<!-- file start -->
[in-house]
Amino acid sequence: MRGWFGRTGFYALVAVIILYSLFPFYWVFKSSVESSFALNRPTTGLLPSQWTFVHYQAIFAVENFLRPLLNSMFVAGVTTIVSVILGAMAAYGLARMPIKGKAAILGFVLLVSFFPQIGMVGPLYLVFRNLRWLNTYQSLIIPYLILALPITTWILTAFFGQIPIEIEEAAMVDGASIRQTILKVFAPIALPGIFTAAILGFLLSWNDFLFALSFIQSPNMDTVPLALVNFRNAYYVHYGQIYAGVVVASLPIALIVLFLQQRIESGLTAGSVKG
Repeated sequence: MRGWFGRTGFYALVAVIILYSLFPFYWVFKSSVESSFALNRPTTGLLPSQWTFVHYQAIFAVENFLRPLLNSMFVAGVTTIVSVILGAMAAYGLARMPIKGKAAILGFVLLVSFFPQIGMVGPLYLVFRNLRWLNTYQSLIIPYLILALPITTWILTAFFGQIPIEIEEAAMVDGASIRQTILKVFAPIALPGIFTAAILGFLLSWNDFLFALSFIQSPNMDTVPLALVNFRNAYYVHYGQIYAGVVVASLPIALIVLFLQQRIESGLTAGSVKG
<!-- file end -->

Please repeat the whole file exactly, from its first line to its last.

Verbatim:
[in-house]
Amino acid sequence: MRGWFGRTGFYALVAVIILYSLFPFYWVFKSSVESSFALNRPTTGLLPSQWTFVHYQAIFAVENFLRPLLNSMFVAGVTTIVSVILGAMAAYGLARMPIKGKAAILGFVLLVSFFPQIGMVGPLYLVFRNLRWLNTYQSLIIPYLILALPITTWILTAFFGQIPIEIEEAAMVDGASIRQTILKVFAPIALPGIFTAAILGFLLSWNDFLFALSFIQSPNMDTVPLALVNFRNAYYVHYGQIYAGVVVASLPIALIVLFLQQRIESGLTAGSVKG
Repeated sequence: MRGWFGRTGFYALVAVIILYSLFPFYWVFKSSVESSFALNRPTTGLLPSQWTFVHYQAIFAVENFLRPLLNSMFVAGVTTIVSVILGAMAAYGLARMPIKGKAAILGFVLLVSFFPQIGMVGPLYLVFRNLRWLNTYQSLIIPYLILALPITTWILTAFFGQIPIEIEEAAMVDGASIRQTILKVFAPIALPGIFTAAILGFLLSWNDFLFALSFIQSPNMDTVPLALVNFRNAYYVHYGQIYAGVVVASLPIALIVLFLQQRIESGLTAGSVKG